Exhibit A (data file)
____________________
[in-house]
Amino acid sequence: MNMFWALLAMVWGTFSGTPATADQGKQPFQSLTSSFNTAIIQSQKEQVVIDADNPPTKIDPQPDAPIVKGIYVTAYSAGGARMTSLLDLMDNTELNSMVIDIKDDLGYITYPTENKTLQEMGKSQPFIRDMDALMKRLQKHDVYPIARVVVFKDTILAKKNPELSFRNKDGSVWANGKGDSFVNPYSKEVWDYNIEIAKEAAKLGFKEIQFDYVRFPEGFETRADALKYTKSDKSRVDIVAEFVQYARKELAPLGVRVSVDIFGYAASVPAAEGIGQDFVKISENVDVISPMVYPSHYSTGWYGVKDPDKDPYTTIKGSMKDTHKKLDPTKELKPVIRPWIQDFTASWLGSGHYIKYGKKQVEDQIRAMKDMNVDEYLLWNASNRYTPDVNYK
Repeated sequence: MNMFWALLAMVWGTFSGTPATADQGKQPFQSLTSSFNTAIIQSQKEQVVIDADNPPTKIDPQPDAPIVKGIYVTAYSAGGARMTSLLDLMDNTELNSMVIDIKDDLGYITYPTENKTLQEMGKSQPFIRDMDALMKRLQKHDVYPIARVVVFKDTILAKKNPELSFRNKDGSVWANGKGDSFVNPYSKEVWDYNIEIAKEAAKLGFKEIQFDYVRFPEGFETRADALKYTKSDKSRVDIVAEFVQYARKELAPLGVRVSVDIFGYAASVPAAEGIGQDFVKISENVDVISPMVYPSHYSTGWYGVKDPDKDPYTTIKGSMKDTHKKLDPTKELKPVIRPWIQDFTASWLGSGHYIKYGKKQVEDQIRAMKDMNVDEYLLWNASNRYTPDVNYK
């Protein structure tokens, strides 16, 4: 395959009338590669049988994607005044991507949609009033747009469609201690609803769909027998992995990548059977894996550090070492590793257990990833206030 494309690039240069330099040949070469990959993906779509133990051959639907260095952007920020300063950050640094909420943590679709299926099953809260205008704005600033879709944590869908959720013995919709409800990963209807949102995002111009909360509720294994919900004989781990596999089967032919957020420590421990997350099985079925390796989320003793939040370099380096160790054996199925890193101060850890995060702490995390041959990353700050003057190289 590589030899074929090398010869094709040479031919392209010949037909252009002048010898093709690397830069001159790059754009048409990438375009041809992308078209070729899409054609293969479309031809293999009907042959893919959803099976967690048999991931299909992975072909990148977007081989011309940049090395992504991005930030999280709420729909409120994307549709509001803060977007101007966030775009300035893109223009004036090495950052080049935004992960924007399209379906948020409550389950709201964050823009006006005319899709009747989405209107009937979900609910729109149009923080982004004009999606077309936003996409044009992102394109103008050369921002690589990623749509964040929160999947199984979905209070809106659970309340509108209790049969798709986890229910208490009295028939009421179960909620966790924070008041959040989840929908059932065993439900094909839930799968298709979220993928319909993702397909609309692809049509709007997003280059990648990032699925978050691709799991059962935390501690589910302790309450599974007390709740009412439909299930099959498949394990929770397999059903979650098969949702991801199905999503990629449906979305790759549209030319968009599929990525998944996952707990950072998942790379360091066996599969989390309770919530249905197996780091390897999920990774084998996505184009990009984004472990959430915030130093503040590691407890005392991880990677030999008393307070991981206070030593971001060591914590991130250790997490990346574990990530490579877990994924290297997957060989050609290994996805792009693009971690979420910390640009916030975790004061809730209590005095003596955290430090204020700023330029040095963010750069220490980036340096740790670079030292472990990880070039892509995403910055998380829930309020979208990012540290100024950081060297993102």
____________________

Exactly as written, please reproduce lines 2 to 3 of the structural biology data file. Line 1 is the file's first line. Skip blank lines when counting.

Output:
Amino acid sequence: MNMFWALLAMVWGTFSGTPATADQGKQPFQSLTSSFNTAIIQSQKEQVVIDADNPPTKIDPQPDAPIVKGIYVTAYSAGGARMTSLLDLMDNTELNSMVIDIKDDLGYITYPTENKTLQEMGKSQPFIRDMDALMKRLQKHDVYPIARVVVFKDTILAKKNPELSFRNKDGSVWANGKGDSFVNPYSKEVWDYNIEIAKEAAKLGFKEIQFDYVRFPEGFETRADALKYTKSDKSRVDIVAEFVQYARKELAPLGVRVSVDIFGYAASVPAAEGIGQDFVKISENVDVISPMVYPSHYSTGWYGVKDPDKDPYTTIKGSMKDTHKKLDPTKELKPVIRPWIQDFTASWLGSGHYIKYGKKQVEDQIRAMKDMNVDEYLLWNASNRYTPDVNYK
Repeated sequence: MNMFWALLAMVWGTFSGTPATADQGKQPFQSLTSSFNTAIIQSQKEQVVIDADNPPTKIDPQPDAPIVKGIYVTAYSAGGARMTSLLDLMDNTELNSMVIDIKDDLGYITYPTENKTLQEMGKSQPFIRDMDALMKRLQKHDVYPIARVVVFKDTILAKKNPELSFRNKDGSVWANGKGDSFVNPYSKEVWDYNIEIAKEAAKLGFKEIQFDYVRFPEGFETRADALKYTKSDKSRVDIVAEFVQYARKELAPLGVRVSVDIFGYAASVPAAEGIGQDFVKISENVDVISPMVYPSHYSTGWYGVKDPDKDPYTTIKGSMKDTHKKLDPTKELKPVIRPWIQDFTASWLGSGHYIKYGKKQVEDQIRAMKDMNVDEYLLWNASNRYTPDVNYK